Not my usual kind of post, but it made me laugh so why not? Someone posted a photo of the would-be Seward assassin on Reddit, and it was suggested the photo could pass for a perfume ad. Lewis Powell missed his calling as completely as he missed Seward’s jugular.
The Civil War Trust adds even more value to their brand with this “4 Minutes” series. They’ve packed a lot of really interesting information into this little video. Well worth 240 seconds of your time!
Some Civil War currency news, albeit of the modern kind! I love the proposed changes to the $10, at least in the description – will reserve judgment on the artwork until that’s available. I also love the delicious irony of replacing one mentally ill historical figure who forced people into slavery, with another mentally ill historical figure who dragged people out of it.
And lost in Hurricane Harriet’s hubbub is news that the $5 bill’s Lincoln Memorial image will be updated to include Marion Anderson and Martin Luther King. If you’ve visited the Memorial lately, you’ll know the emotions the little museum evokes: Images showing the site’s importance as a populist gathering place are very moving, and it’s wonderful that these grand moments are getting an extra moment in history.
Harriet Tubman will replace Andrew Jackson on the 20, while other prominent women appear on the backs of 5s and 10s.
A short video discussing the “suspicious” deaths of 3 of the 4 1840s Presidents. The Civil War link may seem tenuous until you consider that, if you looked beyond just Presidents, Willie Lincoln was likely felled by the same illness. We often think of Washington as stagnant, politically, but it wasn’t that long ago that it was stagnant, literally!
Something odd went on with three of the four United States presidents elected during the 1840s.
The fascinating tale of one poor sap who got caught up in the maelstrom of the Civil War. I’d never heard of Charles Heidsieck before today, but I see there’s both a book and a movie about him. That’s fitting, as my first thought on reading the article was, “man, this is a tale worthy of a movie!”
But seeing the European market saturated by the older Champagne houses, he set his sights on a new sales territory: the U.S. As the first Champagne man to actively promote his bubbles in America in 1852, Charles Heidsieck quickly became a phenomenon, going by “Champagne Charlie.” Huge galas were held in his honor with Champagne flowing freely not only in aristocratic New England, but also in the food-and-wine-loving city of New Orleans.
By the time the Civil War broke out in 1861, he had sold more than 300,000 bottles of Champagne in the U.S. However, the war proved challenging for the collection of debts, and upon his 1861 return to New York, he was told by his sales agent he couldn’t collect debts from the South because of a wartime Act of Congress. In a desperate situation, Charles took a circuitous route around the active war areas through Kansas and down to New Orleans to collect the debt himself.
At the start of what promises to be a tumultuous election year, the BBC looks back at the 1864 campaign; one of the most important votes in American history.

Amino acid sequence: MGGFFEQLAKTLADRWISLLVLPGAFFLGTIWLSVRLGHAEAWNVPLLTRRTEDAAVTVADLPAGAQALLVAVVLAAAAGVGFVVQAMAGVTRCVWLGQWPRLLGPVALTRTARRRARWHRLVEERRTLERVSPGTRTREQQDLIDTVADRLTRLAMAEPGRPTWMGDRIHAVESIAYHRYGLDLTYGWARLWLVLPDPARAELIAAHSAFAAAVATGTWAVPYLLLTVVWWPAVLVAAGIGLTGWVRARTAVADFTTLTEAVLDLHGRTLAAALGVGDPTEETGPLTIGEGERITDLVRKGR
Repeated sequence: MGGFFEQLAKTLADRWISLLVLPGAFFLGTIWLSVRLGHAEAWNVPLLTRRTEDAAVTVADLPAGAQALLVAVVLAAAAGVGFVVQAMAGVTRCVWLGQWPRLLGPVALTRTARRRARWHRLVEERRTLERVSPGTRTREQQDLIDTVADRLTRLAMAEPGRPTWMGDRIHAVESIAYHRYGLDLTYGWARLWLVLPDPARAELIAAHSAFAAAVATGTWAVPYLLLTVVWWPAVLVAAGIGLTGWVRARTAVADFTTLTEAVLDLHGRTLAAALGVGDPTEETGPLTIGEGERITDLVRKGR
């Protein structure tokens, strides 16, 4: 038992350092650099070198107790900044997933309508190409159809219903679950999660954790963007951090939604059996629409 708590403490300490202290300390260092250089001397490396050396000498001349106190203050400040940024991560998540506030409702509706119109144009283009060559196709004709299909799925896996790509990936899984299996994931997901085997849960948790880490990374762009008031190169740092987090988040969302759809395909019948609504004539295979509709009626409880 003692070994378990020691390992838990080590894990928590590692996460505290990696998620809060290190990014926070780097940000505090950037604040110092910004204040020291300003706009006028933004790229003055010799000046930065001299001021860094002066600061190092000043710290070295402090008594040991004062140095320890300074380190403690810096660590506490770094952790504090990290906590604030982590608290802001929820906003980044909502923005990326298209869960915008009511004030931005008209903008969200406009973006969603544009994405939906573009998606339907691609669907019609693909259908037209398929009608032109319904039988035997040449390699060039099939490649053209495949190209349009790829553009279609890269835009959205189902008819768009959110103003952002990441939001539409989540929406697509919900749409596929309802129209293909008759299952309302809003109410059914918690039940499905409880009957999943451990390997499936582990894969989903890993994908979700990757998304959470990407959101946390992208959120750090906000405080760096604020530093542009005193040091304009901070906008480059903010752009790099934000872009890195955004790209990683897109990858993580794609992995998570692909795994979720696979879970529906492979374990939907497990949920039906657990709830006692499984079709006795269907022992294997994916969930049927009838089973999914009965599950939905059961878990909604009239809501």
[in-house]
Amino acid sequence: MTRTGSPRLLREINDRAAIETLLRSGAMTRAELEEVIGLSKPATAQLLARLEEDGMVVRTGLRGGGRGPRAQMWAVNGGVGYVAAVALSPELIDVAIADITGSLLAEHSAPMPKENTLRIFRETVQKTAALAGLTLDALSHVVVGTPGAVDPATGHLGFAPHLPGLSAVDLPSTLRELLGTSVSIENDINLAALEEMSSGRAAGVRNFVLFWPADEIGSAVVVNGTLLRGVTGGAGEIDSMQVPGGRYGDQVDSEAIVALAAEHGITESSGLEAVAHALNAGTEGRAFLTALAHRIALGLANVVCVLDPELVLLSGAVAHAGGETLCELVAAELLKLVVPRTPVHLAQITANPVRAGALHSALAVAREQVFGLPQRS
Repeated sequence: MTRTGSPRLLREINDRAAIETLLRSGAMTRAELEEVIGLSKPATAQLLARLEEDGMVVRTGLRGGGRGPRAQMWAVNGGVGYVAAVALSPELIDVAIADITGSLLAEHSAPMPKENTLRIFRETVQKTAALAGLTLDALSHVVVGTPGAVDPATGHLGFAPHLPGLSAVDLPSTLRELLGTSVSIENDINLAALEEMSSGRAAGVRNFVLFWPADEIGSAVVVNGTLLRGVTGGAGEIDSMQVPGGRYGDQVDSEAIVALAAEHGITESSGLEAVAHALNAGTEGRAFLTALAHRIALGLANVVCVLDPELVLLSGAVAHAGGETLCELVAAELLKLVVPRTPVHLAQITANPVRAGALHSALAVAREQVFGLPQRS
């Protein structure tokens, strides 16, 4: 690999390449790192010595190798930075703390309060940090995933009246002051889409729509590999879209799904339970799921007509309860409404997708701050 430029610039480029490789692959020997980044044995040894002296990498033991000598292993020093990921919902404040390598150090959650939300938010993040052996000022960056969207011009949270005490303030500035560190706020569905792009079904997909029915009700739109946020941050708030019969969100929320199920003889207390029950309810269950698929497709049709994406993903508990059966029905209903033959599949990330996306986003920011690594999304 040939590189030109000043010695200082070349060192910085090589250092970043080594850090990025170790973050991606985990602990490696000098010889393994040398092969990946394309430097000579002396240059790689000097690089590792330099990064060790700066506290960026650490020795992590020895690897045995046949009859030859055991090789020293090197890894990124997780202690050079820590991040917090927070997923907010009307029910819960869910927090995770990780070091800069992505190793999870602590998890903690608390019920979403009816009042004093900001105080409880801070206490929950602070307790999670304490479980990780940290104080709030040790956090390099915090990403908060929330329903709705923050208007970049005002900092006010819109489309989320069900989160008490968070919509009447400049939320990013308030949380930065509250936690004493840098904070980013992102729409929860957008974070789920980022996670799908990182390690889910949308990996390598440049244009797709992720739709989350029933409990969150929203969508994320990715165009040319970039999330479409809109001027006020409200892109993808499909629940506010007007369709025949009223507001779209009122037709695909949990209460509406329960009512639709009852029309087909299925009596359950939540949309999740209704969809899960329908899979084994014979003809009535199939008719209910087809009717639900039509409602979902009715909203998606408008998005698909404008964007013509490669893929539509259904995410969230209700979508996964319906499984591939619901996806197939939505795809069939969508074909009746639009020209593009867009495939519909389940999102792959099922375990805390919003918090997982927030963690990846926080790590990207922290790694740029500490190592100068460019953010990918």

On 22 August 1864, with just two and a half months to go before election day, President Lincoln received a stark warning from the chairman of his campaign committee: “The tide is strongly against us,” reported Henry J Raymond. The country was facing the prospect of falling “into hostile hands”.
For the president’s supporters, winning re-election was every bit as vital as securing success on the battlefield. Elections were the manifestation of the ‘government by the people’ for which the war was being fought. But at the same time, the ‘right’ side had to triumph. “For four summers the loyal North has been firing bullets at the rebellion,” ran a typical editorial. “The time has now come to fire ballots.” Support for Lincoln was made inseparable from national loyalty; to oppose him was tantamount to treason. Never in American history has there been a presidential election with such high stakes.
When Abraham Lincoln stood for re-election in November 1864 he knew that defeat could bring the civil war to a premature end and shatter his dreams of abolishing slavery. And, as Adam IP Smith reveals
From the always-excellent CBC Sunday Edition, Civil War historian Eric Foner discusses the Know-Nothings and how they compare to Donald Trump’s populist revolution. Foner’s always interesting and the parallels are both striking and terrifying.
Historian Eric Foner says Trump’s anti-immigrant sentiment is a recurring strand of thought in America.
I’d been reading reports and watching footage of today’s horrors in Brussels, without realising that my soundtrack was The Devil Knows How To Ride. I’ve been listening to the audiobook biography of William Clarke Quantrill this week, and the chapter on the Lawrence Massacre was running in the background when I got distracted with the news reports. A chilling convergence of modern atrocities and a gone but not forgotten American terrorist. I’m going to switch over to some pop music for a few days, I think.
We are also the home of the Civil War Round Table of Toronto, whose meetings are cordial occasions of presentations and discussions on all aspects of the war. Membership is open to all Civil War buffs. Your interest, not your knowledge, is the key criterion for membership.
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The Belle of the North and the Boy Governor
On November 12, 1863, the Washington socialite Kate Chase married millionaire politician William Sprague. Their fairytale courtship had an unhappy ending.